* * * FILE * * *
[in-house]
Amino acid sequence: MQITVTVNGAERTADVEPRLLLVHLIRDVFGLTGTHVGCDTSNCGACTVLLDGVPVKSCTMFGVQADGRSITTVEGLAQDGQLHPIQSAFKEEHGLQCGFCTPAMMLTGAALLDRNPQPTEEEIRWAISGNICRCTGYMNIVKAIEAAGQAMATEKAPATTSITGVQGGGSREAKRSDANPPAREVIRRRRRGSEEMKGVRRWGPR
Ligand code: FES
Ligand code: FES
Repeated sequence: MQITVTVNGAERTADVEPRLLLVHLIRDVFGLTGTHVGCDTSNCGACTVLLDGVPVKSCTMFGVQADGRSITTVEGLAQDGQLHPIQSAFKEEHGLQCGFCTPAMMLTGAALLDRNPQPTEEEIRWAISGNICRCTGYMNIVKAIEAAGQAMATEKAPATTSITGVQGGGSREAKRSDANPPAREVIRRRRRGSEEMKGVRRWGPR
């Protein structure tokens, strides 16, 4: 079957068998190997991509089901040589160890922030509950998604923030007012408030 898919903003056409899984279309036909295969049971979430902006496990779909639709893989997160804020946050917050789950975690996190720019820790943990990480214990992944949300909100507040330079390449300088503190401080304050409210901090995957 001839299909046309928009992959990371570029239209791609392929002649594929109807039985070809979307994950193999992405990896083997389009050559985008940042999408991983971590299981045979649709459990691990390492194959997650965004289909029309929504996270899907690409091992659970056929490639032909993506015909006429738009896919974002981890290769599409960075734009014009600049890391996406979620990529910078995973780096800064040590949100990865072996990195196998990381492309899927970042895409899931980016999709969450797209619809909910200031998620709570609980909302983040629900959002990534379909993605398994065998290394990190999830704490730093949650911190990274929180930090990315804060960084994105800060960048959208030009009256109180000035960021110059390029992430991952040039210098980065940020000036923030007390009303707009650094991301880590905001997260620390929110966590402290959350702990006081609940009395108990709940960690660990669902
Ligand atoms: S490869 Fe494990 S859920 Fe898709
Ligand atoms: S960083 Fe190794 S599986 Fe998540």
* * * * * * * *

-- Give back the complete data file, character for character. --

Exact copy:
[in-house]
Amino acid sequence: MQITVTVNGAERTADVEPRLLLVHLIRDVFGLTGTHVGCDTSNCGACTVLLDGVPVKSCTMFGVQADGRSITTVEGLAQDGQLHPIQSAFKEEHGLQCGFCTPAMMLTGAALLDRNPQPTEEEIRWAISGNICRCTGYMNIVKAIEAAGQAMATEKAPATTSITGVQGGGSREAKRSDANPPAREVIRRRRRGSEEMKGVRRWGPR
Ligand code: FES
Ligand code: FES
Repeated sequence: MQITVTVNGAERTADVEPRLLLVHLIRDVFGLTGTHVGCDTSNCGACTVLLDGVPVKSCTMFGVQADGRSITTVEGLAQDGQLHPIQSAFKEEHGLQCGFCTPAMMLTGAALLDRNPQPTEEEIRWAISGNICRCTGYMNIVKAIEAAGQAMATEKAPATTSITGVQGGGSREAKRSDANPPAREVIRRRRRGSEEMKGVRRWGPR
């Protein structure tokens, strides 16, 4: 079957068998190997991509089901040589160890922030509950998604923030007012408030 898919903003056409899984279309036909295969049971979430902006496990779909639709893989997160804020946050917050789950975690996190720019820790943990990480214990992944949300909100507040330079390449300088503190401080304050409210901090995957 001839299909046309928009992959990371570029239209791609392929002649594929109807039985070809979307994950193999992405990896083997389009050559985008940042999408991983971590299981045979649709459990691990390492194959997650965004289909029309929504996270899907690409091992659970056929490639032909993506015909006429738009896919974002981890290769599409960075734009014009600049890391996406979620990529910078995973780096800064040590949100990865072996990195196998990381492309899927970042895409899931980016999709969450797209619809909910200031998620709570609980909302983040629900959002990534379909993605398994065998290394990190999830704490730093949650911190990274929180930090990315804060960084994105800060960048959208030009009256109180000035960021110059390029992430991952040039210098980065940020000036923030007390009303707009650094991301880590905001997260620390929110966590402290959350702990006081609940009395108990709940960690660990669902
Ligand atoms: S490869 Fe494990 S859920 Fe898709
Ligand atoms: S960083 Fe190794 S599986 Fe998540």